Wednesday, January 27, 2010

Banksy Exits the Scene, Groucho Marx Caught Red-Handed: Exit Through the Gift Shop's review

I hate art, the art world, and everything that comes of it.

Wait, no. I love it. I couldn't live without it. Images, and their subsequent appreciation, are what give my life color.

This is going to be rough.

Knee-deep in the final throes of my own film project, I decided I should go to one Sundance film. The Festival Spotlight Surprise. Banksy's "Exit Through the Gift Shop" is an incredibly relevant, coherent epilogue to the recent street-art explosion. it is inspiring and cringe-worthy in all the right places.

The story's about Banksy, really it is. He pops in at the beginning, and while disguised his mannerisms and modes of speech are spot-on with the images he's become so famous for. I began to think how nice it'd be to have Banksy narrate any documentary, wry and subversive and witty the whole time. But the bulk of the film hinges around and introduces the life-story of an insane man, Thierry Guetta. Somehow, in a boggling implausibility, this goofy Frenchman transplanted to LA falls squarely in the center of the birth of street art as we know it. Even more implausibly, he is allowed to film, ad-nausem and with no real focus or direction, the lives of the artists. People who have operated anonymously under fear of self-destruction for years. Luckily for everyone involved, Thierry films compulsively, like an addict, and never touches his tapes. By and large, before this film, they never saw the light of day.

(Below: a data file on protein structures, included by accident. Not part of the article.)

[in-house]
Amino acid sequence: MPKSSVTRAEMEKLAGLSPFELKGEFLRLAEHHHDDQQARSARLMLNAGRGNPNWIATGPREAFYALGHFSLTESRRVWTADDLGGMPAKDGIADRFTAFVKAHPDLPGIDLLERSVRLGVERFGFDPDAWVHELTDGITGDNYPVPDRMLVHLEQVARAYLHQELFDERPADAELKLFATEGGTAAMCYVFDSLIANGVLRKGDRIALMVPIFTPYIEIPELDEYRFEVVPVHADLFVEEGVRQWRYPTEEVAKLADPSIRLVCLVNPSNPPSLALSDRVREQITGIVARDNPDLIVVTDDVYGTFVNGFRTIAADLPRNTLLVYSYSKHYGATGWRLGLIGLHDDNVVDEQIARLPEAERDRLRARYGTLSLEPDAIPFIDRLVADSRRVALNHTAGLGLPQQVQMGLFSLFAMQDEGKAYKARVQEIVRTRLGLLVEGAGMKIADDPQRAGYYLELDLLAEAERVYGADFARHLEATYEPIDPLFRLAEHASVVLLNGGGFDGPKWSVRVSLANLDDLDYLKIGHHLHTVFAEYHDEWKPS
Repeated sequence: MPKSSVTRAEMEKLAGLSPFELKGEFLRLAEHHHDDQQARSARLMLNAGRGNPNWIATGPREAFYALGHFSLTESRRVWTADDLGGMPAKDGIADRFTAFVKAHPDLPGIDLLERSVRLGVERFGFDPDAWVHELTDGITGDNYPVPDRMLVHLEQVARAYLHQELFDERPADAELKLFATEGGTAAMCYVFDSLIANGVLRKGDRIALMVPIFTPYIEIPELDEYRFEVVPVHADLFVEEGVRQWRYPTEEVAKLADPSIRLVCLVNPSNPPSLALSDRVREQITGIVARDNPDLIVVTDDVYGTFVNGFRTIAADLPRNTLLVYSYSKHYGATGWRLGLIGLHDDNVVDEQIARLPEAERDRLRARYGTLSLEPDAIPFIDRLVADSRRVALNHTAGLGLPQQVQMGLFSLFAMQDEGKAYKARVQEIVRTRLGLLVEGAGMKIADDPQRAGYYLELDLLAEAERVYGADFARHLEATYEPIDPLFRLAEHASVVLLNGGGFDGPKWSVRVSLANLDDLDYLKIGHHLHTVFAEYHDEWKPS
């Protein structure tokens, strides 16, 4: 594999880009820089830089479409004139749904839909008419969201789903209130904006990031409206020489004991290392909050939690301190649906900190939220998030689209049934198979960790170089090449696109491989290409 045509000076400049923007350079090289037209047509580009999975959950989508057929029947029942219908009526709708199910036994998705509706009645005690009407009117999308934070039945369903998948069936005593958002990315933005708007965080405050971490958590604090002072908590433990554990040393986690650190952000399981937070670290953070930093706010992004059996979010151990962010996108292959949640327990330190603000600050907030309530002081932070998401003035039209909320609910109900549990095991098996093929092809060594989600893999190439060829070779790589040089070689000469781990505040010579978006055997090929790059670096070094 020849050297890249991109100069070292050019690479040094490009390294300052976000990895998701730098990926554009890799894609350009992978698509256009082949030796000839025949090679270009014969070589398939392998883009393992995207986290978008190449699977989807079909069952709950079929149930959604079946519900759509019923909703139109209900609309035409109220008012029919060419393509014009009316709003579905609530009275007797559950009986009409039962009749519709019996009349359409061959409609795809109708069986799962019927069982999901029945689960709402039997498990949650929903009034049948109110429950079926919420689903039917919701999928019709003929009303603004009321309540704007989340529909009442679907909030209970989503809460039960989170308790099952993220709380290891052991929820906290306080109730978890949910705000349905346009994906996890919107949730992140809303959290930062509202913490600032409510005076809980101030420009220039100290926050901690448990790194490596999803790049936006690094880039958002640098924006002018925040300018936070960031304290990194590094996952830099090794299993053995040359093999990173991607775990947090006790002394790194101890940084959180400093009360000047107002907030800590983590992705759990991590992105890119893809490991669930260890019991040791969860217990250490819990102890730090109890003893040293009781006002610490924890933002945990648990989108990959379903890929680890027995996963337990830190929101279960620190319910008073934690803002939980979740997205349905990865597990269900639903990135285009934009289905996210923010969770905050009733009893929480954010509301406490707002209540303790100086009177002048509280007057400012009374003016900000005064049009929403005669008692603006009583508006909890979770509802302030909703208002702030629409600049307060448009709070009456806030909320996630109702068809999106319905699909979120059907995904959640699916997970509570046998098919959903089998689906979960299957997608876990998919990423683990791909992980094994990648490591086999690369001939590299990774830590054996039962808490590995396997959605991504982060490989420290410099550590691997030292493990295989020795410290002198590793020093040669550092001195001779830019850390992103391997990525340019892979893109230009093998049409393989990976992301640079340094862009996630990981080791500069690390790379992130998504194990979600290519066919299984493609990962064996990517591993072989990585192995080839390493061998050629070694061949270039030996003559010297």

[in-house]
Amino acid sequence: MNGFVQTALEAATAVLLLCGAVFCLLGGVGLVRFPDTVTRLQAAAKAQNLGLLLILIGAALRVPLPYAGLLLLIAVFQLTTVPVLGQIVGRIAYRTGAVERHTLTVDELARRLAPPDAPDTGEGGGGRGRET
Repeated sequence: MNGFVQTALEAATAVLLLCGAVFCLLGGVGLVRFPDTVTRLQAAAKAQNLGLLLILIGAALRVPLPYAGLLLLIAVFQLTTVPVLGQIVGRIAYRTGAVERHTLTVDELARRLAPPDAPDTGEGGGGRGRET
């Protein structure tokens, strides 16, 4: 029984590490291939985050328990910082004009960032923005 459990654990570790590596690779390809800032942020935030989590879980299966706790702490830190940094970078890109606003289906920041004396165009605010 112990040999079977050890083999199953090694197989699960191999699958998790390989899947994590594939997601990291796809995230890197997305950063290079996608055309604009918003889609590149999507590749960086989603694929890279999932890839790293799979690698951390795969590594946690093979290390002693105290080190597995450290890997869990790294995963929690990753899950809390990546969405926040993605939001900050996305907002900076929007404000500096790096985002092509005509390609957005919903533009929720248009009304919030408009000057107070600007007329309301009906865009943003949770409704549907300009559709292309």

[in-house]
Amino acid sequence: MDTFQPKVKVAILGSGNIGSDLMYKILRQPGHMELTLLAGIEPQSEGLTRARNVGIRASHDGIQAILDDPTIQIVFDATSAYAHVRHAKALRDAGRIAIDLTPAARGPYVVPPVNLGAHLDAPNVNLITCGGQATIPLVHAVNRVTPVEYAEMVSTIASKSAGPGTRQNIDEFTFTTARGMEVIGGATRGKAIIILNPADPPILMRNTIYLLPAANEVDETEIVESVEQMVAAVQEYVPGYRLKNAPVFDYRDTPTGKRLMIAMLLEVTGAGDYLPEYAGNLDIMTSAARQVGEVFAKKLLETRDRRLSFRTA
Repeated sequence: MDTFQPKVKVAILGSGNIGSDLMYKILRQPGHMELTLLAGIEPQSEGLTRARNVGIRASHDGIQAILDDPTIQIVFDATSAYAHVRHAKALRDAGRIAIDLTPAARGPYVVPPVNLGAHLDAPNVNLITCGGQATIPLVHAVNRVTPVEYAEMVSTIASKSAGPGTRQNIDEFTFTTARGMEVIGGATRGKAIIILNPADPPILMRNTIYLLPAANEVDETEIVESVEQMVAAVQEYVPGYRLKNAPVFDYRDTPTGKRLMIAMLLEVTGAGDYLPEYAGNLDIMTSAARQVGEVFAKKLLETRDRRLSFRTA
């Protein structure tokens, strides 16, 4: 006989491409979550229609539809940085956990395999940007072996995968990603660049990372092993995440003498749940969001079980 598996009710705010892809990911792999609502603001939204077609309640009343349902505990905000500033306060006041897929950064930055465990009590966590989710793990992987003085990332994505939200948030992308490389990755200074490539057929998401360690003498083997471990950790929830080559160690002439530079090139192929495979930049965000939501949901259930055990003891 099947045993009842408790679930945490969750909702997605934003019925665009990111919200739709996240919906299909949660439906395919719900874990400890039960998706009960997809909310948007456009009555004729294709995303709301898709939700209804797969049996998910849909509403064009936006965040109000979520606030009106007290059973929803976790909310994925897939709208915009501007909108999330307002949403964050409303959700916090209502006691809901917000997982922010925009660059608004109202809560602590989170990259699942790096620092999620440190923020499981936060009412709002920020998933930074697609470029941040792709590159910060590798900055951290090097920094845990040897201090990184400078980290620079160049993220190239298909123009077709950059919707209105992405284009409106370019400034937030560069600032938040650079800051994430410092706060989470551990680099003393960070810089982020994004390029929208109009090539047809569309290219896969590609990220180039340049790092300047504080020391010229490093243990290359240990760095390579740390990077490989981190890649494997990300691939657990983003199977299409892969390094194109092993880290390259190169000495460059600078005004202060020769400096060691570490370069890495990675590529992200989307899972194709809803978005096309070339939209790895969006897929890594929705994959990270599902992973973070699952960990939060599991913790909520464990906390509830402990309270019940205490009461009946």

What unfolds is a beautiful, playful origin story. The biggest names of a movement that inspired me and everyone else are shown young and in action, simply mobbing the streets with their art before anyone cared about it. A short list of the top billers includes Space Invader, Shepard Fairey, Buffmonster, and Neckface. Everyone, even Banksy, show their roots in nonchalant brazen tactics that awe and inspire. Footage from Banky's incredible feats on the Israeli-Palestine Wall and in the Tate gallery are preceded by lucky/adventuresome clips of Space Invader's first trip to LA. The art and the actions people took to create it are fresh, and you're boggled by the quantity and caliber of the artists recorded. Guetta as a filmmaker, however, is astonishingly silly, essentially an insane tourist/dad/inspector clueseau amalgamation who would never be suspected as the holder of vaults of uncensored graff images. He just.... Keeps. Rolling. Endless pans, snap zooms, wandering focuses, it's total home movie stuff, but the subject happens to be the holiest of holies for anyone who grew up stenciling, wheat pasting, and crouching down to look at whimsical images in the street. By being unprofessional and more than a little crazy, Guetta was there for it all.

What Banksy undertook to make it happen is possibly the most ambitious logging and capturing process of all time. He selected the best from a lifetime of footage, crates upon crates, ROOMS of DV tapes, and edited them into a killer story. I loved the gaudy, reverential unfolding of Banksy as a mystery creature, the film's narrator and music trumping him up, the rarest form of celebrity. In an early climatic scene, Guetta finally gets to film Banksy at work, and if you care about this stuff it actually was astonishing. Banksy preparing to go out bombing in LA has the feel of a sacred rite, seeing the cut negatives of his all-too-iconic images early on is... remarkable.